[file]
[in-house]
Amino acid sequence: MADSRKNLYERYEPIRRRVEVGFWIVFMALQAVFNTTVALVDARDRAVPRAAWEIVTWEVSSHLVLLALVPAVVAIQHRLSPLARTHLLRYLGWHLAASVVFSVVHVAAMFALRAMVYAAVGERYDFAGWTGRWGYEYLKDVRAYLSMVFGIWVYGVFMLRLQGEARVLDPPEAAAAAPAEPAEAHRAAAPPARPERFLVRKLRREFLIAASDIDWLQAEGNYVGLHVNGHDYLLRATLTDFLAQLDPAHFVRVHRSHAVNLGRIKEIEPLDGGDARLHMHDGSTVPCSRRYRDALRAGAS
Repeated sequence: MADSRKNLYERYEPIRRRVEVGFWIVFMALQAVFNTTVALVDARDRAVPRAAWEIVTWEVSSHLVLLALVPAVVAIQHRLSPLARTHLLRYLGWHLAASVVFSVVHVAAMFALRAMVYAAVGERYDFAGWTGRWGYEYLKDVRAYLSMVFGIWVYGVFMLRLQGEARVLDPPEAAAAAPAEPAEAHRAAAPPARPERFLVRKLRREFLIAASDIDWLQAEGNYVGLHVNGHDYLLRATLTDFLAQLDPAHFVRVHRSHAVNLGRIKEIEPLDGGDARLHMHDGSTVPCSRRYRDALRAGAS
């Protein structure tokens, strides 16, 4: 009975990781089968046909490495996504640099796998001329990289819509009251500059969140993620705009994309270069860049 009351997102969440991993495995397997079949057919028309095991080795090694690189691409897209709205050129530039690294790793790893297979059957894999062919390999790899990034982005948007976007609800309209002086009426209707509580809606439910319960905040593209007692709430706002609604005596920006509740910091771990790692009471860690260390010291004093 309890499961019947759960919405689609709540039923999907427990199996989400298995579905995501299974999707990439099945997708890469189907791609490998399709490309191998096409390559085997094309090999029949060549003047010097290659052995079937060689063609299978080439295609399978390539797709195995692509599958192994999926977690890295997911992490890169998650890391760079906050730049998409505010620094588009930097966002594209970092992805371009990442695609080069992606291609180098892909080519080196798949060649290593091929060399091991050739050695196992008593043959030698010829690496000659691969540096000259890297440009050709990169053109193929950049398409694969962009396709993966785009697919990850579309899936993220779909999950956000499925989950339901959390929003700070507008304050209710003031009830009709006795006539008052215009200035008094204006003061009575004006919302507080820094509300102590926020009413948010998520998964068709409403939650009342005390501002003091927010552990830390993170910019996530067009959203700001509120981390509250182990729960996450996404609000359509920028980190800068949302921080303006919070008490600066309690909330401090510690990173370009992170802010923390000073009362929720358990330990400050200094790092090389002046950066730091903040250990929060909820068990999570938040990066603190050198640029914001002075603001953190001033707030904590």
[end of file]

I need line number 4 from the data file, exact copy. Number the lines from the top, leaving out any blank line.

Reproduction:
């Protein structure tokens, strides 16, 4: 009975990781089968046909490495996504640099796998001329990289819509009251500059969140993620705009994309270069860049 009351997102969440991993495995397997079949057919028309095991080795090694690189691409897209709205050129530039690294790793790893297979059957894999062919390999790899990034982005948007976007609800309209002086009426209707509580809606439910319960905040593209007692709430706002609604005596920006509740910091771990790692009471860690260390010291004093 309890499961019947759960919405689609709540039923999907427990199996989400298995579905995501299974999707990439099945997708890469189907791609490998399709490309191998096409390559085997094309090999029949060549003047010097290659052995079937060689063609299978080439295609399978390539797709195995692509599958192994999926977690890295997911992490890169998650890391760079906050730049998409505010620094588009930097966002594209970092992805371009990442695609080069992606291609180098892909080519080196798949060649290593091929060399091991050739050695196992008593043959030698010829690496000659691969540096000259890297440009050709990169053109193929950049398409694969962009396709993966785009697919990850579309899936993220779909999950956000499925989950339901959390929003700070507008304050209710003031009830009709006795006539008052215009200035008094204006003061009575004006919302507080820094509300102590926020009413948010998520998964068709409403939650009342005390501002003091927010552990830390993170910019996530067009959203700001509120981390509250182990729960996450996404609000359509920028980190800068949302921080303006919070008490600066309690909330401090510690990173370009992170802010923390000073009362929720358990330990400050200094790092090389002046950066730091903040250990929060909820068990999570938040990066603190050198640029914001002075603001953190001033707030904590």